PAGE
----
This is meaningful because it eliminates the need for expensive, heavy equipment to install, replace or service the inverter, all of which helps reduce O&M costs. 

In addition, Gregg notes that it’s simple to remove just the combiner box section of Sungrow inverters, which provides flexibility and ease of service and replacement -- another area of cost saving. Furthermore, Sungrow string inverters have AC and DC disconnect switches built in.

“That means you don’t have to install separate DC or AC disconnects, and that’s a cost and labor savings,” said Gregg.

Sungrow has also incorporated a host of features into its string inverters that were once only found in central inverters, including dynamic power factor control, low-voltage and frequency ride-through and power curtailment.

“Sungrow took the lead in putting all those features in even the 30-kilowatt string inverters. So now you can put large groups of string inverters together in parallel and have higher output voltage and lower losses and lower costs,” said Gregg. “There’s no differential as far as functions between string and central inverters.”

A benefit to the grid

Importantly, many of these features can also provide a significant benefit to the grid.

One example is the role string inverters can play when the operation of a lot of pump and electric motors near a substation causes power quality to lag. If the substation is fed by a significant amount of solar power through inverters, grid operators can adjust the power factor using the inverters in order to improve the overall power quality. This can save utilities a lot of money.

“Before they learned to manipulate inverters, they would have to spend a lot of money to put huge banks of capacitors to correct the power factor,” said Gregg. “This can save them money in the long run because they can make those inverters function like a big capacitor.”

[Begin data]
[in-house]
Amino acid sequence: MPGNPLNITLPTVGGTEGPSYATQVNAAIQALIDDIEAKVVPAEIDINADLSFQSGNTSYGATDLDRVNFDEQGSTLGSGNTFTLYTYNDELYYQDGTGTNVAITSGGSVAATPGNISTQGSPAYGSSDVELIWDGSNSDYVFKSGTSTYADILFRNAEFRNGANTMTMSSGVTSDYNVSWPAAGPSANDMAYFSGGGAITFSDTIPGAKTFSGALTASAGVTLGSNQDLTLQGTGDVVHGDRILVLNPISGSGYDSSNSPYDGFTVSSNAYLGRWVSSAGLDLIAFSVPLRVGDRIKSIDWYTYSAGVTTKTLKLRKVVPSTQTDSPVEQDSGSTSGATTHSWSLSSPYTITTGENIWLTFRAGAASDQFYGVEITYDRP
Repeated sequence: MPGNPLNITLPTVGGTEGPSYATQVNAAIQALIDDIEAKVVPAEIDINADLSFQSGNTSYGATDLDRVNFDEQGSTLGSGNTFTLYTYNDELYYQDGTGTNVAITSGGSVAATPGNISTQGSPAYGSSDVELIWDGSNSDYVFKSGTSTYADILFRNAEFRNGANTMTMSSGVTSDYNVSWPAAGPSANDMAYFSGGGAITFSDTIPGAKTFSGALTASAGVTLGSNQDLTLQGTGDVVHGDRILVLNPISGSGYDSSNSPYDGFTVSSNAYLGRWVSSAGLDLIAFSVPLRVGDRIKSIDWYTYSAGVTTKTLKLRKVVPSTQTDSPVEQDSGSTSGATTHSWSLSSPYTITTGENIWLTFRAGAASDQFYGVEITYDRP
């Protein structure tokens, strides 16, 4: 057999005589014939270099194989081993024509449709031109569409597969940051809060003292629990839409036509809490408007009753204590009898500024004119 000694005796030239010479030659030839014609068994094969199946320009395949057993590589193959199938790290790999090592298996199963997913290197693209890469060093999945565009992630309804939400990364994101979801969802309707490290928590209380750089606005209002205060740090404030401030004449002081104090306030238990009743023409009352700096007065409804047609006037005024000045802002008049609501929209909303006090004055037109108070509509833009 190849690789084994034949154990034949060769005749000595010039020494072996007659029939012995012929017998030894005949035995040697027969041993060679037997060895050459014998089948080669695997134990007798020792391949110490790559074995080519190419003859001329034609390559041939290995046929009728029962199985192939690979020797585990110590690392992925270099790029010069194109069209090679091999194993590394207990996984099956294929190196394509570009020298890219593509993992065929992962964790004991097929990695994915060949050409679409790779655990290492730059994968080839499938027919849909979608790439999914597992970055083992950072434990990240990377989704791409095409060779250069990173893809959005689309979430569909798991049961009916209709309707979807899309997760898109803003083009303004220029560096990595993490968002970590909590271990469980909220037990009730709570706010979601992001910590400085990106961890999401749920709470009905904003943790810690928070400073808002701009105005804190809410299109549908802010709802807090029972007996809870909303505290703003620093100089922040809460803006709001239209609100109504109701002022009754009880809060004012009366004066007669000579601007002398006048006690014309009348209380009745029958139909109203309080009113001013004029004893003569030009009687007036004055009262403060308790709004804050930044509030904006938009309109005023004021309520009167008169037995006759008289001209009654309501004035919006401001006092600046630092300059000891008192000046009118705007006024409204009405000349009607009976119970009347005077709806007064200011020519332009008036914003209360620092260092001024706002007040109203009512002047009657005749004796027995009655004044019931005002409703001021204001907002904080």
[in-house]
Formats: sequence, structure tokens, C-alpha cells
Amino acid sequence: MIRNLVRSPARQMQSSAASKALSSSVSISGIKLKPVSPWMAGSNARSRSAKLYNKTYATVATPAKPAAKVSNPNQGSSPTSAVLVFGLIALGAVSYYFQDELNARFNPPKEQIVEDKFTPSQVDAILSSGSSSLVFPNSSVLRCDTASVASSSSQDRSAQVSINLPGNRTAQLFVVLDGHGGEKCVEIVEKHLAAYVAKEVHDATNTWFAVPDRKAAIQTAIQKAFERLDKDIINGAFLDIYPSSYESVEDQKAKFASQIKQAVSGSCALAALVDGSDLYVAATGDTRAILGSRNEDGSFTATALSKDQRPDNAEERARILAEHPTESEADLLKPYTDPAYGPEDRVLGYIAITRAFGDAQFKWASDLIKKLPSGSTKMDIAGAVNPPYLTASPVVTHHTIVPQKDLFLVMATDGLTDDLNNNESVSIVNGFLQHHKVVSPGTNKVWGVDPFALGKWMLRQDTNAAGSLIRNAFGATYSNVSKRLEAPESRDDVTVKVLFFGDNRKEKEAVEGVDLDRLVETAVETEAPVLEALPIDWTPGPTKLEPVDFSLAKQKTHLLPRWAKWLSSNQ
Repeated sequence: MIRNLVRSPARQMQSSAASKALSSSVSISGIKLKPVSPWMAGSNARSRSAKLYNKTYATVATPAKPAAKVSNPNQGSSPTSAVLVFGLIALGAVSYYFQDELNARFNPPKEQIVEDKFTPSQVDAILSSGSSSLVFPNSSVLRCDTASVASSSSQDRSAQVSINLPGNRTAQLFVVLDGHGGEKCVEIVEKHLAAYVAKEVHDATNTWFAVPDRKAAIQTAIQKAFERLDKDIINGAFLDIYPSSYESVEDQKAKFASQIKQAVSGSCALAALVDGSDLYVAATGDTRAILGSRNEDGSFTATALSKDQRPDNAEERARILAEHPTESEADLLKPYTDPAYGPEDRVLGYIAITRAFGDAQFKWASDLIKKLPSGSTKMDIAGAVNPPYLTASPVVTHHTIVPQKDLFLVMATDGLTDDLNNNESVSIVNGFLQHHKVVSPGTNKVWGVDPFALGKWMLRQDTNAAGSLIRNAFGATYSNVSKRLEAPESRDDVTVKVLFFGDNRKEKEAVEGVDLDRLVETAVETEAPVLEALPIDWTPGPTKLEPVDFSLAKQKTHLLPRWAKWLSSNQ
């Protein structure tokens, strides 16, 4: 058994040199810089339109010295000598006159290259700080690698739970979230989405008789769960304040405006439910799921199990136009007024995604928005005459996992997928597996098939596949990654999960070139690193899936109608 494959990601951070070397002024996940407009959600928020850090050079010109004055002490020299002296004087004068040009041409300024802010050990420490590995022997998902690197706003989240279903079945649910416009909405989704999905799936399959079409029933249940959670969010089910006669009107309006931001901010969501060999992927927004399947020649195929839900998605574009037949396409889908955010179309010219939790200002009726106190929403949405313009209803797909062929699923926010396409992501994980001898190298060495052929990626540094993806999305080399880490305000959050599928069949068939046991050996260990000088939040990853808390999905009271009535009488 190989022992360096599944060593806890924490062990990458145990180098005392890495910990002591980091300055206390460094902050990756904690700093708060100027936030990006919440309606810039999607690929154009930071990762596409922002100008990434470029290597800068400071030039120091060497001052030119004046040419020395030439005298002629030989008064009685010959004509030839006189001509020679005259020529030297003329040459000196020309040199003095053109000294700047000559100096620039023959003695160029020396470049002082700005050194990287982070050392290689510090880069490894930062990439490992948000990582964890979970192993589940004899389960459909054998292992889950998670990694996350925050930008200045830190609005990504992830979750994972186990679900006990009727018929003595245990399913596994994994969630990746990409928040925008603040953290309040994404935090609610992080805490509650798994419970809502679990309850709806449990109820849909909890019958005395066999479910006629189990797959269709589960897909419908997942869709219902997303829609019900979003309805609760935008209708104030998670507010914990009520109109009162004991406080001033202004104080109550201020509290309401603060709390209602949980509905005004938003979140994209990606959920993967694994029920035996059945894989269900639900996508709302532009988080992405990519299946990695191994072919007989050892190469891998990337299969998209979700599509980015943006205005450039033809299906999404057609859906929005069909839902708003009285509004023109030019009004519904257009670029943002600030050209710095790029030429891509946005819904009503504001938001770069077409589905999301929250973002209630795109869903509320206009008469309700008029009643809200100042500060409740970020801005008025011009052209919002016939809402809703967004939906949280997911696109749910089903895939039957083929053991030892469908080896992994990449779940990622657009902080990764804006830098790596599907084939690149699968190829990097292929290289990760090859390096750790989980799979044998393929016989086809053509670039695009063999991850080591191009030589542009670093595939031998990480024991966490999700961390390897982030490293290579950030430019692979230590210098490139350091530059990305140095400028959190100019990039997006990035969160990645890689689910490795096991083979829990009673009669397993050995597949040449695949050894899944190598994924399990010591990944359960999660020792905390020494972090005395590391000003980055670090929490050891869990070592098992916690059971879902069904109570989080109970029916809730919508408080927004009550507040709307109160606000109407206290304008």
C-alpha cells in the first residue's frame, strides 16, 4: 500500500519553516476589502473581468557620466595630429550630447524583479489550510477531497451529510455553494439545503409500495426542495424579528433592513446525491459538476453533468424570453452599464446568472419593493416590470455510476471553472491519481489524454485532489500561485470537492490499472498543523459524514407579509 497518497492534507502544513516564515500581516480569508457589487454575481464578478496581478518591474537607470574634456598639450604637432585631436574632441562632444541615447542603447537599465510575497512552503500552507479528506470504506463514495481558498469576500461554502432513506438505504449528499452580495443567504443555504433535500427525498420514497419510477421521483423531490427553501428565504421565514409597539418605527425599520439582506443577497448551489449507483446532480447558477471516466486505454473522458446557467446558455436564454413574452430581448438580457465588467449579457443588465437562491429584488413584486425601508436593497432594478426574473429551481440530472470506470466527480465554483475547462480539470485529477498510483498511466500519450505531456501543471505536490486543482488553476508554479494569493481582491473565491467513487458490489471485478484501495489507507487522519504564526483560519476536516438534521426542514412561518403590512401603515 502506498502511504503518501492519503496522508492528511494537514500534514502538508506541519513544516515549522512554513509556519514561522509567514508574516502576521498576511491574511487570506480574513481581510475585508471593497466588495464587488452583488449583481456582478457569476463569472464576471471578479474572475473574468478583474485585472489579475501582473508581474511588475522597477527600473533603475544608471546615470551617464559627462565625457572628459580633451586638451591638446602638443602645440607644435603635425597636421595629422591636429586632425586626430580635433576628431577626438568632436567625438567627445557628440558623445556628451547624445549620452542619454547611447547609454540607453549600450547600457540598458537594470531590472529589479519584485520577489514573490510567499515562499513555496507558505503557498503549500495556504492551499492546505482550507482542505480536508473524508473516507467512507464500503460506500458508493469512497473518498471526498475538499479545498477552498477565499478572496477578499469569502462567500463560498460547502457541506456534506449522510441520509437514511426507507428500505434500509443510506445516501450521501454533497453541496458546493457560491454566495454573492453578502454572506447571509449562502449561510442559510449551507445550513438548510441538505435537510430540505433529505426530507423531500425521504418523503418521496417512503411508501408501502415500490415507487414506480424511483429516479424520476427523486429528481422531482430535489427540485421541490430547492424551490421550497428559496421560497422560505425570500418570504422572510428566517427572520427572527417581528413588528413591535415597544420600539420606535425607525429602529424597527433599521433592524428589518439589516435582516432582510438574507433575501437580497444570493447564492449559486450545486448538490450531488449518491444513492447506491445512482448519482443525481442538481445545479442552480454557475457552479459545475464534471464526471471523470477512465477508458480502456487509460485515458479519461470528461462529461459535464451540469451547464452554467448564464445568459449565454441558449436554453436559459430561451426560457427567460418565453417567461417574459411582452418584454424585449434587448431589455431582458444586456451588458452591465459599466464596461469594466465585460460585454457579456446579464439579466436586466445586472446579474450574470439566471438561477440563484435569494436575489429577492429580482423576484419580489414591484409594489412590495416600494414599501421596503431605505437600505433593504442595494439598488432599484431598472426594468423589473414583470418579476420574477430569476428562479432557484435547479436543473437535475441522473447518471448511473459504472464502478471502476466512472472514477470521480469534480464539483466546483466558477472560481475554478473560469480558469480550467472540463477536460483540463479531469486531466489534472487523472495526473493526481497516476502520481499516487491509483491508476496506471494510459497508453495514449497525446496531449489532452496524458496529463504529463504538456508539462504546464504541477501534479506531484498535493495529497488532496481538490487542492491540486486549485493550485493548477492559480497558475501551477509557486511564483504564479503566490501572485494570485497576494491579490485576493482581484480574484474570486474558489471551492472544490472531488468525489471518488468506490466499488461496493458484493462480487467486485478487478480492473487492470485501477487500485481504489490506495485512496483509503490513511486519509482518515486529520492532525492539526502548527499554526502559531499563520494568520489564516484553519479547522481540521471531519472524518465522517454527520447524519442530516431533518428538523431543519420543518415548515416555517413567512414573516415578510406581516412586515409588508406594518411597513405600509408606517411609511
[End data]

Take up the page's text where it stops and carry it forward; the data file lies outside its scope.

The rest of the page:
Sungrow inverters provide a benefit to the entire grid when power quality is not at its optimal unity power factor. But they also offer bonus generation at times when unity power factor is achieved. That’s because Sungrow inverters are designed with 10 percent extra capacity than their AC output rating would indicate. 

This “overload” capability is what ensures that full rated kilowatt output will be achieved when power factors are above or below unity. It’s even better news in the unity power factor sweet spot.

“If you operate at unity power factor and don’t vary from it, that means a 60-kilowatt inverter can deliver 66 kilowatts if you have enough solar array capacity to derive it,” said Gregg. “You are getting that 10 percent surplus for free.” 

System design still matters

String inverter improvements are still being made. Already on the drawing board at Sungrow is an increase in the maximum DC voltage from 1,000 to 1,500 volts. With the size and weight of the inverter remaining the same, this increased maximum voltage translates into more rated kilowatts coming out of basically the same inverter.

“If we take a 60-kilowatt inverter and increase the voltage from 1,000 to 1,500, we reduce the current and can probably get 90 kilowatts out of that same inverter,” said Gregg. “That reduces costs because you have essentially the same equipment but you’re getting more power out of it.” 

Gregg said Sungrow has an ambitious cost reduction goal. “In the future, we will be down in the 4- or 5-cent per watt range for a string inverter, which is unheard of,” he explained.

Though inverter design and innovation are essential to lowering costs and improving solar performance, capturing all of those benefits also depends on good system design and installation. To help ensure the best performance, Sungrow provides guidance in a white paper, which can be found here